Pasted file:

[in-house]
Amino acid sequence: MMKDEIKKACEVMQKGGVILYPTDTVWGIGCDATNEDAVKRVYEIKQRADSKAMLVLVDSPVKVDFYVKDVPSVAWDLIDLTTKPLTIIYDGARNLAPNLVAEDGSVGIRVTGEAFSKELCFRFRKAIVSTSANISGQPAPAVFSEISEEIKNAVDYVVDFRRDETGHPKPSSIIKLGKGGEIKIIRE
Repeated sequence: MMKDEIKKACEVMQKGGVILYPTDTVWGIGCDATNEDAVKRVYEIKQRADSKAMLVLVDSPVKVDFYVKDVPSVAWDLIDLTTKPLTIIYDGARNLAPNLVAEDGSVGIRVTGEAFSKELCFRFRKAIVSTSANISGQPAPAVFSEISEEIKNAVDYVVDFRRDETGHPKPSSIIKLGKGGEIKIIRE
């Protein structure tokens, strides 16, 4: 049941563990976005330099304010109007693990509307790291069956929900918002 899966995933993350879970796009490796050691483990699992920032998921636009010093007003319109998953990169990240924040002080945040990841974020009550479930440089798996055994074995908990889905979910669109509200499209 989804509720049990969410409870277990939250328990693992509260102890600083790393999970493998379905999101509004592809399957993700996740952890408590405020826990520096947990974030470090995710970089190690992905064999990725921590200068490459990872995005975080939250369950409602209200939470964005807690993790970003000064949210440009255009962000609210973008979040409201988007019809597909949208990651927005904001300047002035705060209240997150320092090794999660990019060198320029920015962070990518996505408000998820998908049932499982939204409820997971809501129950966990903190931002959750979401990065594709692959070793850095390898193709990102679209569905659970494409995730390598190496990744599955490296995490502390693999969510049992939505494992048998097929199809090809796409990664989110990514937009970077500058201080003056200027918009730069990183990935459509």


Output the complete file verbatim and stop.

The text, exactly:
[in-house]
Amino acid sequence: MMKDEIKKACEVMQKGGVILYPTDTVWGIGCDATNEDAVKRVYEIKQRADSKAMLVLVDSPVKVDFYVKDVPSVAWDLIDLTTKPLTIIYDGARNLAPNLVAEDGSVGIRVTGEAFSKELCFRFRKAIVSTSANISGQPAPAVFSEISEEIKNAVDYVVDFRRDETGHPKPSSIIKLGKGGEIKIIRE
Repeated sequence: MMKDEIKKACEVMQKGGVILYPTDTVWGIGCDATNEDAVKRVYEIKQRADSKAMLVLVDSPVKVDFYVKDVPSVAWDLIDLTTKPLTIIYDGARNLAPNLVAEDGSVGIRVTGEAFSKELCFRFRKAIVSTSANISGQPAPAVFSEISEEIKNAVDYVVDFRRDETGHPKPSSIIKLGKGGEIKIIRE
């Protein structure tokens, strides 16, 4: 049941563990976005330099304010109007693990509307790291069956929900918002 899966995933993350879970796009490796050691483990699992920032998921636009010093007003319109998953990169990240924040002080945040990841974020009550479930440089798996055994074995908990889905979910669109509200499209 989804509720049990969410409870277990939250328990693992509260102890600083790393999970493998379905999101509004592809399957993700996740952890408590405020826990520096947990974030470090995710970089190690992905064999990725921590200068490459990872995005975080939250369950409602209200939470964005807690993790970003000064949210440009255009962000609210973008979040409201988007019809597909949208990651927005904001300047002035705060209240997150320092090794999660990019060198320029920015962070990518996505408000998820998908049932499982939204409820997971809501129950966990903190931002959750979401990065594709692959070793850095390898193709990102679209569905659970494409995730390598190496990744599955490296995490502390693999969510049992939505494992048998097929199809090809796409990664989110990514937009970077500058201080003056200027918009730069990183990935459509």